On behalf of my colleagues in the Houston Symphony, we would like to welcome you to Jones Hall and wish you a happy, healthy and successful new year. In taking time to join the Symphony to listen to great music, I think you have set your year off to a great start!
As a string player, one of the questions we are frequently asked concerns our instruments. Many have heard of Stradivarius violins fetching prices in the millions, but for most people it’s hard to conceive that an old wooden box—no matter how well made—could ever be worth that much! In fact, it was not just Stradivarius, but also several other great Italian violin-making families that, for several generations, made the greatest instruments the world has ever known. Numerous attempts using the best of modern technology have tried to unlock the mysteries of the old Italian masters, and all have failed. How rare to find an area where the heights attained 300 years ago cannot be regained!
Of course, sound is ultimately created by the player, and a great musician will still sound quite good playing on lesser instruments, while a novice wouldn’t sound much better playing on a Stradivarius. But to reach the heights of great string playing, you need a great player paired with a great instrument and bow — and even the bows can now cost in the six-figure range! With a great instrument, a whole world of new possibilities opens up for a player, and since the time of Stradivari, string players have been seeking their perfect instruments. In recent times, however, the demand from investors has taken top instrument prices far out of the range of most musicians, and those who play on the very greatest instruments today usually borrow them from a foundation or collector. Our Houston Symphony string players face the challenge of finding the best possible sound they can within a budget, and many have taken loans larger than most mortgages in order to purchase the best instruments they can afford!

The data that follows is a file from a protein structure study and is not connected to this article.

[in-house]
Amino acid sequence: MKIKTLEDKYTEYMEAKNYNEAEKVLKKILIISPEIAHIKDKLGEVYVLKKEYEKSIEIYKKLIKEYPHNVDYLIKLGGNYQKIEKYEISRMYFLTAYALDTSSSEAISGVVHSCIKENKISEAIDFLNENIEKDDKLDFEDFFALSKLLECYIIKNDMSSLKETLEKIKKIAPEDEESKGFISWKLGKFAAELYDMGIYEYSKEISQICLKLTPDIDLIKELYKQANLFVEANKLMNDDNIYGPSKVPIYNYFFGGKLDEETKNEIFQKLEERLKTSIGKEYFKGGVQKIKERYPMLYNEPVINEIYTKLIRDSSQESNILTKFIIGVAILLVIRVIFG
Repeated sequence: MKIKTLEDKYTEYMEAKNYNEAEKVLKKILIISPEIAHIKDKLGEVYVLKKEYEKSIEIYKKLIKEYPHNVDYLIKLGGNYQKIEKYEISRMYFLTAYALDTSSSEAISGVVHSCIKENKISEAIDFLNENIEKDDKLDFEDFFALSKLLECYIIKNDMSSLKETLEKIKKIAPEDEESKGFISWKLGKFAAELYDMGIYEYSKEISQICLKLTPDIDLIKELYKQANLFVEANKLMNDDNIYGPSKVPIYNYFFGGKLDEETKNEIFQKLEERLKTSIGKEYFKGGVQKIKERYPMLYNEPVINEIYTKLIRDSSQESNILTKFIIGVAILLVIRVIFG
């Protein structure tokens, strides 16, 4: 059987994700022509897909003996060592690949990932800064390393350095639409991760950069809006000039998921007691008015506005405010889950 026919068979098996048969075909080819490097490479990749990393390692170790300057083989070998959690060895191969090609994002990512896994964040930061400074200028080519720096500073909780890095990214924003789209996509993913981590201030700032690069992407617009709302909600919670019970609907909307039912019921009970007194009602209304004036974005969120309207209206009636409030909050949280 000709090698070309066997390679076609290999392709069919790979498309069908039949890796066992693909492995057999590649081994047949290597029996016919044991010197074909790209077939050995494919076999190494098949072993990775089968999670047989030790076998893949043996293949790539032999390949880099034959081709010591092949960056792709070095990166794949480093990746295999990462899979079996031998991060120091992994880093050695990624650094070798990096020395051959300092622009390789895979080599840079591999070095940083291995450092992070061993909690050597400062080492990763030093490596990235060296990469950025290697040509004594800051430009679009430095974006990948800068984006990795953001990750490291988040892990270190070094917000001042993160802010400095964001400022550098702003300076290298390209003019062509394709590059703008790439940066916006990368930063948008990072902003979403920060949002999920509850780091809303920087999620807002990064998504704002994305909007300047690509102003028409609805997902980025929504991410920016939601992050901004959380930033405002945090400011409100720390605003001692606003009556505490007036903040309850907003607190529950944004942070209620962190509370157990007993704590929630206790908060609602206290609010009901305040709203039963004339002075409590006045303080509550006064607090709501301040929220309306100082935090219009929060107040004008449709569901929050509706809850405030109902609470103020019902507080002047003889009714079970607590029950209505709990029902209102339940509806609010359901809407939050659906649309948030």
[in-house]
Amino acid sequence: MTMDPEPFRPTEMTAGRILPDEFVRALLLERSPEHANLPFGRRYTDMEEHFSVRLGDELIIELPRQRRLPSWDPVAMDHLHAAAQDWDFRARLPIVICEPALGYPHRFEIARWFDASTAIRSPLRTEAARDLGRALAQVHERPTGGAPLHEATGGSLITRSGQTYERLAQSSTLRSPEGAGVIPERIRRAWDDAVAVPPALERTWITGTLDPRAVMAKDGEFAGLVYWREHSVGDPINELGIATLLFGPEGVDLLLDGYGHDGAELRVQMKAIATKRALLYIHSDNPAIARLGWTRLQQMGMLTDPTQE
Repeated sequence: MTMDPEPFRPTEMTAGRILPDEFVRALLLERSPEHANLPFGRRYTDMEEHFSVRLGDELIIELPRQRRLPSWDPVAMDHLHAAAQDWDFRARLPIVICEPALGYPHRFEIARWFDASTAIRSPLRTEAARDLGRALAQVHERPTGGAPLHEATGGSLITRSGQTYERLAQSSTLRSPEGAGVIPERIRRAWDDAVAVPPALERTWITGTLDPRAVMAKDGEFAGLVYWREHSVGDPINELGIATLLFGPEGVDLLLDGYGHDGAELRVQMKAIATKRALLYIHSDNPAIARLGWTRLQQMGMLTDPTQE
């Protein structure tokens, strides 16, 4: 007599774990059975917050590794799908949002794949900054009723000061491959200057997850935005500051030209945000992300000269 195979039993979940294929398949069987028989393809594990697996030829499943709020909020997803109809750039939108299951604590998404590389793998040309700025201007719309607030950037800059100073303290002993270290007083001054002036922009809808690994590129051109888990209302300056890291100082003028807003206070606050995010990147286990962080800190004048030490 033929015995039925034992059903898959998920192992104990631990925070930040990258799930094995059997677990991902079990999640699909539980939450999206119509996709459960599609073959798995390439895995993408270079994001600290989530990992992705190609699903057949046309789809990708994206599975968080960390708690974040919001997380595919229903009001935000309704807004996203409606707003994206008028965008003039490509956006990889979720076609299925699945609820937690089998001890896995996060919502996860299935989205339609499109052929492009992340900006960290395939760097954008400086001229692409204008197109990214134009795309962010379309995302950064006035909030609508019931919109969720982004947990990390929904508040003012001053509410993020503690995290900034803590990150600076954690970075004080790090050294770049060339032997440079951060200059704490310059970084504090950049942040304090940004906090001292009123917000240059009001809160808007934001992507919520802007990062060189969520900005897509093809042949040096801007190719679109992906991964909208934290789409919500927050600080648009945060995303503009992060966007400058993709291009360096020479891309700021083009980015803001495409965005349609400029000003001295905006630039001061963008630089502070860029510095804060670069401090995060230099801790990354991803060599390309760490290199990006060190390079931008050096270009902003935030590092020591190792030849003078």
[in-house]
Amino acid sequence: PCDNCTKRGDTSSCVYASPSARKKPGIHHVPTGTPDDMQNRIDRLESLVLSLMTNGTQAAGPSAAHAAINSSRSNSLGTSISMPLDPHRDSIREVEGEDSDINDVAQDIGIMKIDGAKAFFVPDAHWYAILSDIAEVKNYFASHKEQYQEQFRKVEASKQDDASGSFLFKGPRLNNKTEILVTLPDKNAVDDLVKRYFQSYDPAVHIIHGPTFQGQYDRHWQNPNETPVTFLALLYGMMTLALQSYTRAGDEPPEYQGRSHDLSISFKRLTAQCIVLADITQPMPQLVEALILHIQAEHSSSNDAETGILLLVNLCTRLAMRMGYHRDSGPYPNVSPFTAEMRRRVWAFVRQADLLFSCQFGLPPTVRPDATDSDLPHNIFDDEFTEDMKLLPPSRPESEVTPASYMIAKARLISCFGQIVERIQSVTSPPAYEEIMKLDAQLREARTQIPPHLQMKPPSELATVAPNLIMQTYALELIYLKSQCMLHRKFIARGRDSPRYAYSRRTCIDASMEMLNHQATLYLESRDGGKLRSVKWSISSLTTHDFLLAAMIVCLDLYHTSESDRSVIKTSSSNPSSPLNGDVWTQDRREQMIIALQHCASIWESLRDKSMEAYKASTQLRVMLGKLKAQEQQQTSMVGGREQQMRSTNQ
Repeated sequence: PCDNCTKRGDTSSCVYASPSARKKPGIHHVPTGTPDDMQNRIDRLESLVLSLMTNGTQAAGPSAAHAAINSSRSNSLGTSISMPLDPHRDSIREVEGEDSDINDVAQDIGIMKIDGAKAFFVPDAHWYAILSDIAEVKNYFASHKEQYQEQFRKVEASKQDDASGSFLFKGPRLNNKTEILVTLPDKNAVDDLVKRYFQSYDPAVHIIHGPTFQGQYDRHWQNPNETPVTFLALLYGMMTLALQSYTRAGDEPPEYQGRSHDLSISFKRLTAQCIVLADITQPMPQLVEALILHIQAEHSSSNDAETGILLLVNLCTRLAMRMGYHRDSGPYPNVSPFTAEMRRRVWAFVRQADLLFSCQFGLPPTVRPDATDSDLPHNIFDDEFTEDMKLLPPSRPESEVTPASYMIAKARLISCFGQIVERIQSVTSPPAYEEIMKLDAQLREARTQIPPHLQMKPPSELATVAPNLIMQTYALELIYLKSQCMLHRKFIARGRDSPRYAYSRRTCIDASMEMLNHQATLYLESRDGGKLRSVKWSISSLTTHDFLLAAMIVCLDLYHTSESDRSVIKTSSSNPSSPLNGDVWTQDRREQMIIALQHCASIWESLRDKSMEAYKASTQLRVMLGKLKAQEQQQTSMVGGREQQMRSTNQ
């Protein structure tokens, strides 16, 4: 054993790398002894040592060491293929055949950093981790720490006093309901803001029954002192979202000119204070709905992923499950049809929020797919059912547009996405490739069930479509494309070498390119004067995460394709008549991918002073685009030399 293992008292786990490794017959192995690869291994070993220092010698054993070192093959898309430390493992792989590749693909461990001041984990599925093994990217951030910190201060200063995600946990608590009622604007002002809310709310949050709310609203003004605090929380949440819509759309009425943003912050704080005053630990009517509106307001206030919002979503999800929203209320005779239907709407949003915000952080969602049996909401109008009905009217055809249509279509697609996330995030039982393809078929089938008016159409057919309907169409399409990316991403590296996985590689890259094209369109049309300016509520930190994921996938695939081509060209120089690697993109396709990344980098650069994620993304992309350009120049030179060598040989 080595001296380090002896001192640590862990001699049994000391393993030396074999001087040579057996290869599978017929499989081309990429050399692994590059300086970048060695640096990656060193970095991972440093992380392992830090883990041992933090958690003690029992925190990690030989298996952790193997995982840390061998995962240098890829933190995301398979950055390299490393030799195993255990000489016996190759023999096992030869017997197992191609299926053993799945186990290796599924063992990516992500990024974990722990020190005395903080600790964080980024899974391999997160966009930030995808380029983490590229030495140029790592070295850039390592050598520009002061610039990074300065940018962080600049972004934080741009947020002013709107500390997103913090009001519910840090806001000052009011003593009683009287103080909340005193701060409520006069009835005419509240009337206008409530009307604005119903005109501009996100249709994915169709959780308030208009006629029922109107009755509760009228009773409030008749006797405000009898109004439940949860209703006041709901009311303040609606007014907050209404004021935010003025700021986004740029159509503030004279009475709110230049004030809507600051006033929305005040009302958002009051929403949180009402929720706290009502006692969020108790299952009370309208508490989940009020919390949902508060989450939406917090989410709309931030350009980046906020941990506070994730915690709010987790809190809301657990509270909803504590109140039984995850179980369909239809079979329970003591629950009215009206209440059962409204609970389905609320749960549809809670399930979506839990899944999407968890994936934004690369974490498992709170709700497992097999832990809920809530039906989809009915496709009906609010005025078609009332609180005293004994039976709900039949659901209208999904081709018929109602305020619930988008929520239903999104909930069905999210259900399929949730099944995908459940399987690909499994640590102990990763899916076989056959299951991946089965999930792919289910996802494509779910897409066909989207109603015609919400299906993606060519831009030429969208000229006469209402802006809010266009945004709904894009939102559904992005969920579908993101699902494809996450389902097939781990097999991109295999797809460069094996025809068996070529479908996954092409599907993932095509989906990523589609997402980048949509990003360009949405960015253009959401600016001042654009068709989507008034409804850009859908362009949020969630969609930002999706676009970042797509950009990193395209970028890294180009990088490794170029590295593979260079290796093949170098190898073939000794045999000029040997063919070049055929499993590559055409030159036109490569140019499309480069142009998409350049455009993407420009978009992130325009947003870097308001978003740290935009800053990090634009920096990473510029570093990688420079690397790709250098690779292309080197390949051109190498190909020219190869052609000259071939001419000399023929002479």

While our new concertmaster, Frank Huang, is just beginning his search for an instrument (Anyone with a spare Stradivarius who would like to lend it to Frank, please contact the front office!), I recently concluded my search for a cello. The search consumed a year and a half of my life and more than 200,000 frequent flier miles – if you want to bring a cello home for trial, it needs its own airline seat! Ultimately, I found an Italian cello made around 1700 AD to which joins a large collection of great old instruments played in the string sections of the Houston Symphony. As you listen to the string sounds washing over you, know that you are listening not just to the end result of decades of dedication and practice, but also to the work of some of the greatest craftsman the world has ever known.
Houston Symphony Principal Cello Brinton Smith is a monthly contributor to Houston Symphony Magazine. This letter is reprinted from the January 2011 issue.
To read about Brinton’s search for his cello’s maker, look back to his posts on the 2010 Houston Symphony UK Tour Blog!